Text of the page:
Express Gratitude to Jesus

Explore the Bible Series

October 17, 2004

 

Background Passage: Luke 7:1-50

Lesson Passage: Luke 7:36-50

 

Introduction: The seventh chapter of the Gospel of Luke records the continued self-revelation of the Lord Jesus.The chapter contains four stories that provide invaluable insights into the Lordís person and work.

  1. (vv.1-10) Christís concern for the Gentiles:When Jesus entered the city of Capernaum, a certain centurion requested the Masterís help.A beloved servant had fallen ill, and it appeared he soon would die. The Gospel of Matthew tells us that the servant was paralyzed and in dreadful pain. This centurion possessed extraordinary character traits.For instance, note the compassion he had for his beloved servant.Romans often saw their slaves as expendable possessions.This man, however, took pity on his suffering servant and sought the Masterís help.Furthermore, observe the centurionís respect for the Jewish faith.He did not send Gentile servants to entreat the Lordís aid; rather, he persuaded the elders of the Jews to plead his case to Jesus. This action, no doubt, required great humility on the part of this important Roman official. Above all, Christ found this manís faith most noteworthy. Jesus said that the centurionís faith superceded that which the Savior had found in Israel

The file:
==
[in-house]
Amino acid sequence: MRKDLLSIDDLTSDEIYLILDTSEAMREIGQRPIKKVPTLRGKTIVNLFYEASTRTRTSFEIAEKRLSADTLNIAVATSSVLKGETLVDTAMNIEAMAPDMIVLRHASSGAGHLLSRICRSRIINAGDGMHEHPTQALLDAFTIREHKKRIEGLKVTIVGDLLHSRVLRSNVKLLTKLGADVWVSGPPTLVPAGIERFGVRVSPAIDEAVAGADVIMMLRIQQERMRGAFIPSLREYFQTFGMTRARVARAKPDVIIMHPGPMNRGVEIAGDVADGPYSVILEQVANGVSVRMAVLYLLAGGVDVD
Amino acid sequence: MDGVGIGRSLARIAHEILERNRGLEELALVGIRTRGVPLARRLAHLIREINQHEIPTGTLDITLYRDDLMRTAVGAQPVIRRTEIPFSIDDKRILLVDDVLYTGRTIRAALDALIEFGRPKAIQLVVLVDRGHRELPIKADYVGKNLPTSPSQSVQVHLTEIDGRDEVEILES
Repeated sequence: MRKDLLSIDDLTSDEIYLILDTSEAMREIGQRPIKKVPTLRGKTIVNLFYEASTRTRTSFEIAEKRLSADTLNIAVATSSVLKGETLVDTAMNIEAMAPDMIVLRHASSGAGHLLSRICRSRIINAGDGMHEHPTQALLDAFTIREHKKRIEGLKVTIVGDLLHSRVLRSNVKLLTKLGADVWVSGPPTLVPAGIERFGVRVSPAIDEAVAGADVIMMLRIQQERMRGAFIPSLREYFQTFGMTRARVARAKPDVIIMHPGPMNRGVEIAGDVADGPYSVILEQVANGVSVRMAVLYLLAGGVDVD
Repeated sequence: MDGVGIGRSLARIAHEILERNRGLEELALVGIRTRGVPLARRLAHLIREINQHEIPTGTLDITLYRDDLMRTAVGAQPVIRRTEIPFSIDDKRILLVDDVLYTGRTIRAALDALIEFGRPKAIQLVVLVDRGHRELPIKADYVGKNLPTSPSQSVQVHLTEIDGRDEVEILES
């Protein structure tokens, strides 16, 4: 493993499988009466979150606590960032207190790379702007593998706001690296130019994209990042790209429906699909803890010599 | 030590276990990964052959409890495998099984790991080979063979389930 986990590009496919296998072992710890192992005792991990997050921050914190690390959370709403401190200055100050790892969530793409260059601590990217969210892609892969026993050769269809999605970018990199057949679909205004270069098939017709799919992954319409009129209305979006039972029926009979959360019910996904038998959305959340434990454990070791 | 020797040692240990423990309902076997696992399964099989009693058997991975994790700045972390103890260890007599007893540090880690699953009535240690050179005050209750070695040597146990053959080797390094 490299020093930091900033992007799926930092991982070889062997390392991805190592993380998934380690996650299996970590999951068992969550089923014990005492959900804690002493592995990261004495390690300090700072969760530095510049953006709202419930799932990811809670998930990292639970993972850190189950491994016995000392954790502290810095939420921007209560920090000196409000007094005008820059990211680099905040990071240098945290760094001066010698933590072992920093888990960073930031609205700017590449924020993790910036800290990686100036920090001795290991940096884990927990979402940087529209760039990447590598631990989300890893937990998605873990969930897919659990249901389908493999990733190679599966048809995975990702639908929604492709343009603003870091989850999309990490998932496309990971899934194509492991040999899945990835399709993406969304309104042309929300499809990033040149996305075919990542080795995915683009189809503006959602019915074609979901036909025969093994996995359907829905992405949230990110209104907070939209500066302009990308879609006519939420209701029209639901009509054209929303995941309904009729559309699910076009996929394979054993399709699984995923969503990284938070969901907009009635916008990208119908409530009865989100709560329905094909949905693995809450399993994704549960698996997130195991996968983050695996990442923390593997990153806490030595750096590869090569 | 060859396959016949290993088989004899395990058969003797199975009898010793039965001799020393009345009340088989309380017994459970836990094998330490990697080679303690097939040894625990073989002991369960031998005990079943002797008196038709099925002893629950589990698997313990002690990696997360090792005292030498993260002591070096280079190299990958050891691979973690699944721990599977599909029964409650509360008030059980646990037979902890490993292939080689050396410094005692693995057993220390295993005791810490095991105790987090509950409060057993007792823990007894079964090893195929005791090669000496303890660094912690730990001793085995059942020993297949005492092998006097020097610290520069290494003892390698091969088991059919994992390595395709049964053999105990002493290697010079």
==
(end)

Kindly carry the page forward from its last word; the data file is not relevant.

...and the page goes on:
2. (vv. 11-17) Christís power over death:Only Luke recorded this story of the raising of the widowís son. The apostolic band went to the small village of Nain, not far from Capernaum.A widow had lost a son, and Jesus encountered the funeral procession as he entered the city gates.No doubt, the hired mourners, so common to Mid-eastern culture of this period, drew attention to the widowís misery. Jesus had compassion for this distraught mother, and raised her son from the dead.Again, Jesusí actions startled the crowds. The Master took interest in a widow woman and demonstrated an amazing power that could raise the dead.
  3. (vv. 18-35)Christís ministry to a doubting prophet: Herod Antipas imprisoned John, and the faithful prophet, apparently experiencing a period of suffocating doubt, sent messengers to Jesus to reassure his heart that Jesus was the promised Messiah. The ever-patient Jesus provided the affirmation poor John needed. The Lord expressed no irritation at the report of Johnís questions concerning the Masterís identity.Instead, he patiently provided convincing evidence that he was indeed the Promised One.
  4. (vv. 36-50) Christís ministry to a sinful woman:Finally, this wonderful chapter ends with the story of the Saviorís gracious forgiveness to a sinful woman.This weekís lesson focuses on the account of the Lordís great mercy to an unnamed woman.